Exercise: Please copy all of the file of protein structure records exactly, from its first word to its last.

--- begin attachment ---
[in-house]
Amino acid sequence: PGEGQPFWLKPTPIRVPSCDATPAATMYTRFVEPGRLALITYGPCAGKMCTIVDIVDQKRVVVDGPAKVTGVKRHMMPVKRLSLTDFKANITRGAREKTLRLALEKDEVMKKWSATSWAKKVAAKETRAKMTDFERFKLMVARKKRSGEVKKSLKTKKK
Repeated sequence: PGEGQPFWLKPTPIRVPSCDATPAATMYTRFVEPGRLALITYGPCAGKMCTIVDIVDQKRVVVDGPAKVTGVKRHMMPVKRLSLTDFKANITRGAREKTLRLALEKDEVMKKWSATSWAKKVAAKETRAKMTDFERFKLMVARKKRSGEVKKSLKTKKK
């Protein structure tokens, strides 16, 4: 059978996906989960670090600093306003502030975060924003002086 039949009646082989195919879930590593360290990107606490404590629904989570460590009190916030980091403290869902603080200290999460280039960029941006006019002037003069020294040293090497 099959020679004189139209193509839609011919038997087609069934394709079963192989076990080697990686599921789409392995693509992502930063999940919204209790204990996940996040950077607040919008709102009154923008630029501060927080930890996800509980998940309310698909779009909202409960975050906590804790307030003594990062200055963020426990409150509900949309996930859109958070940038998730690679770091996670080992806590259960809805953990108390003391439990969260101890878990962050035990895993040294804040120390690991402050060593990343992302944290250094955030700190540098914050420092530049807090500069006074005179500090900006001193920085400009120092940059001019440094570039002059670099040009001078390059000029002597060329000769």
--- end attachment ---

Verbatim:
[in-house]
Amino acid sequence: PGEGQPFWLKPTPIRVPSCDATPAATMYTRFVEPGRLALITYGPCAGKMCTIVDIVDQKRVVVDGPAKVTGVKRHMMPVKRLSLTDFKANITRGAREKTLRLALEKDEVMKKWSATSWAKKVAAKETRAKMTDFERFKLMVARKKRSGEVKKSLKTKKK
Repeated sequence: PGEGQPFWLKPTPIRVPSCDATPAATMYTRFVEPGRLALITYGPCAGKMCTIVDIVDQKRVVVDGPAKVTGVKRHMMPVKRLSLTDFKANITRGAREKTLRLALEKDEVMKKWSATSWAKKVAAKETRAKMTDFERFKLMVARKKRSGEVKKSLKTKKK
């Protein structure tokens, strides 16, 4: 059978996906989960670090600093306003502030975060924003002086 039949009646082989195919879930590593360290990107606490404590629904989570460590009190916030980091403290869902603080200290999460280039960029941006006019002037003069020294040293090497 099959020679004189139209193509839609011919038997087609069934394709079963192989076990080697990686599921789409392995693509992502930063999940919204209790204990996940996040950077607040919008709102009154923008630029501060927080930890996800509980998940309310698909779009909202409960975050906590804790307030003594990062200055963020426990409150509900949309996930859109958070940038998730690679770091996670080992806590259960809805953990108390003391439990969260101890878990962050035990895993040294804040120390690991402050060593990343992302944290250094955030700190540098914050420092530049807090500069006074005179500090900006001193920085400009120092940059001019440094570039002059670099040009001078390059000029002597060329000769």